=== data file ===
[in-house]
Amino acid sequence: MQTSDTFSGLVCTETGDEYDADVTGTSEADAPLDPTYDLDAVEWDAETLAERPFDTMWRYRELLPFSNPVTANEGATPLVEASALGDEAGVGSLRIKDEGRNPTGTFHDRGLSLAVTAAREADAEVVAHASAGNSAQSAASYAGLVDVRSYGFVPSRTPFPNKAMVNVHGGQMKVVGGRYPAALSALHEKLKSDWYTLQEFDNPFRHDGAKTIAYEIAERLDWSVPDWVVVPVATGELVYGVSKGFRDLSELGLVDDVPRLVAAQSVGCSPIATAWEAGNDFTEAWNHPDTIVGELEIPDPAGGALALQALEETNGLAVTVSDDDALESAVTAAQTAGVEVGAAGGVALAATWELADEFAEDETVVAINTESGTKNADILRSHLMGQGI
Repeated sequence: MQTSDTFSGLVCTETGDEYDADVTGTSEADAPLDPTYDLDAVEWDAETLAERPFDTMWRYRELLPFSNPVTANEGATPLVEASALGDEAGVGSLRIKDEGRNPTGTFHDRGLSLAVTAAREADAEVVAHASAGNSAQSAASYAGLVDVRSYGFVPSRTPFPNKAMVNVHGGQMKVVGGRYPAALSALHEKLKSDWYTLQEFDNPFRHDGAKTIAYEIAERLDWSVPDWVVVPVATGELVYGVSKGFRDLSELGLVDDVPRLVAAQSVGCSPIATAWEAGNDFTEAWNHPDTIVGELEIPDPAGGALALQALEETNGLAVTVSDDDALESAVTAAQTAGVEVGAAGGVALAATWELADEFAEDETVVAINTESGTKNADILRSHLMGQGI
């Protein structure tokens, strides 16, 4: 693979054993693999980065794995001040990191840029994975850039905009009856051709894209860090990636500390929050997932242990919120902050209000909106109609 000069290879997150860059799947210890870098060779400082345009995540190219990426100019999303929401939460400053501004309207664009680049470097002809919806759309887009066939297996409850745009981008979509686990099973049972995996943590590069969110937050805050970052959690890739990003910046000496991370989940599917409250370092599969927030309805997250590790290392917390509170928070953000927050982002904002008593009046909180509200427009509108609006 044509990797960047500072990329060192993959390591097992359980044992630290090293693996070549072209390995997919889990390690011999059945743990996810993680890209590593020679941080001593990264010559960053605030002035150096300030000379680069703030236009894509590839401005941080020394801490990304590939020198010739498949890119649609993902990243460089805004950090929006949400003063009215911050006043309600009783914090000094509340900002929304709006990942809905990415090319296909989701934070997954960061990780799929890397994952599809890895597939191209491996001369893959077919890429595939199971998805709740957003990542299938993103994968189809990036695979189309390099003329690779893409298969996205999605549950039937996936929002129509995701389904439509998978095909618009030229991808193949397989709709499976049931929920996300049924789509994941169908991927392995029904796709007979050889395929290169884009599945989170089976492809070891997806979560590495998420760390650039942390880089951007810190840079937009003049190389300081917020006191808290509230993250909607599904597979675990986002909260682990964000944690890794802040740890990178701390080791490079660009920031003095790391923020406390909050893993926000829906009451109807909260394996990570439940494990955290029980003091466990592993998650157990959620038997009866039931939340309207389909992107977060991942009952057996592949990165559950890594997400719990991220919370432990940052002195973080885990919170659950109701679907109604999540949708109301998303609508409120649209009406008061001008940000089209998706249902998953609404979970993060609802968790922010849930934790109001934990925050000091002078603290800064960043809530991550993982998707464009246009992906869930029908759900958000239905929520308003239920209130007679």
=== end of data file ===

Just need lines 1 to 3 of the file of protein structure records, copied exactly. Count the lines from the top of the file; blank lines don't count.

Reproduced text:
[in-house]
Amino acid sequence: MQTSDTFSGLVCTETGDEYDADVTGTSEADAPLDPTYDLDAVEWDAETLAERPFDTMWRYRELLPFSNPVTANEGATPLVEASALGDEAGVGSLRIKDEGRNPTGTFHDRGLSLAVTAAREADAEVVAHASAGNSAQSAASYAGLVDVRSYGFVPSRTPFPNKAMVNVHGGQMKVVGGRYPAALSALHEKLKSDWYTLQEFDNPFRHDGAKTIAYEIAERLDWSVPDWVVVPVATGELVYGVSKGFRDLSELGLVDDVPRLVAAQSVGCSPIATAWEAGNDFTEAWNHPDTIVGELEIPDPAGGALALQALEETNGLAVTVSDDDALESAVTAAQTAGVEVGAAGGVALAATWELADEFAEDETVVAINTESGTKNADILRSHLMGQGI
Repeated sequence: MQTSDTFSGLVCTETGDEYDADVTGTSEADAPLDPTYDLDAVEWDAETLAERPFDTMWRYRELLPFSNPVTANEGATPLVEASALGDEAGVGSLRIKDEGRNPTGTFHDRGLSLAVTAAREADAEVVAHASAGNSAQSAASYAGLVDVRSYGFVPSRTPFPNKAMVNVHGGQMKVVGGRYPAALSALHEKLKSDWYTLQEFDNPFRHDGAKTIAYEIAERLDWSVPDWVVVPVATGELVYGVSKGFRDLSELGLVDDVPRLVAAQSVGCSPIATAWEAGNDFTEAWNHPDTIVGELEIPDPAGGALALQALEETNGLAVTVSDDDALESAVTAAQTAGVEVGAAGGVALAATWELADEFAEDETVVAINTESGTKNADILRSHLMGQGI